I had an epiphany while at dinner with my best girlfriend last night. (Actually, it was two nights ago now. My slacking has reached an all time high.) Are you ready for this?
When you’re married and you drink too much, IT’S OKAY. You can get sloppy with your spouse. Your spouse will take care of you. Your spouse is (usually) someone you can trust. So, drink up!
IT IS MUCH, MUCH DIFFERENT WHEN YOU’RE SINGLE.
I’ve been going out a lot. There’s usually alcohol involved. Not always, but... usually. (Sometimes there are board games involved. I can't tell if this means we're progressing or not.) (FYI, I suck at Clue.)
I enjoy having cocktails. The other Stephanie, the one usually chained and padlocked to my neurosis, gets to come out and have some fun. And she is one cool chick. She's funny and carefree, totally self assured and confident. She knows exactly what she wants to say and how to say it and doesn't let any pesky insecurities get in her way. It's a beautiful thing. But.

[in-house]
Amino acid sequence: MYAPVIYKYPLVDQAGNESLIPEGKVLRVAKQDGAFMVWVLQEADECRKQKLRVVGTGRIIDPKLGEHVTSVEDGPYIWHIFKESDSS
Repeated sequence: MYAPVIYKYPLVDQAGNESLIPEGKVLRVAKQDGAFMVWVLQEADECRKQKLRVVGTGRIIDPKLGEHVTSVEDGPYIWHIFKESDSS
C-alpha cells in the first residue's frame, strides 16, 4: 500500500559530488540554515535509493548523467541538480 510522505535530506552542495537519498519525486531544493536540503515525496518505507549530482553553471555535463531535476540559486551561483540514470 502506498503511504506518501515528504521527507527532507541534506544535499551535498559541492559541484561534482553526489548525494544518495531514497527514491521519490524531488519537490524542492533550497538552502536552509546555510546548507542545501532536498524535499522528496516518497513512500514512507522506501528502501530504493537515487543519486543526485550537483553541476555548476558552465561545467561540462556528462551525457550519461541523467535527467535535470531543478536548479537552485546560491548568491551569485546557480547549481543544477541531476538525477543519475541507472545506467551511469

In the last year? Fun Stephanie has done some things un-fun Stephanie is not proud of. (That didn't come out quite right.) I've crossed a line with one friend, led another on... I'll let you contemplate the many sins I may have committed because I'm not going to share the nitty gritty details. But it was all done with the very lame excuse of "I was drunk." Like that somehow makes it okay. Like I shouldn't be held accountable.
I'm finally figuring it out. I do stupid things when I'm drunk. I thought as long as no one was bleeding or getting arrested, NO BIG DEAL. It's all fun and games, right? Wrong.
I don't want to hurt anyone. I don't want to wake up and think OH. MY. GOD. WHAT DID I DO?! And, worse, not be able to remember. And I certainly don't want to have any regrets that make my face burn to think of them.
So, in an effort to aid my No More Mistakes in 2012 campaign, we're gonna lighten up on the boozin'. (I'm pretty sure that apostrophe is in the wrong place.) And by "we" I mean me. Although, I may have to convince a friend or two of the merits of less drinking and more control over one's behavior.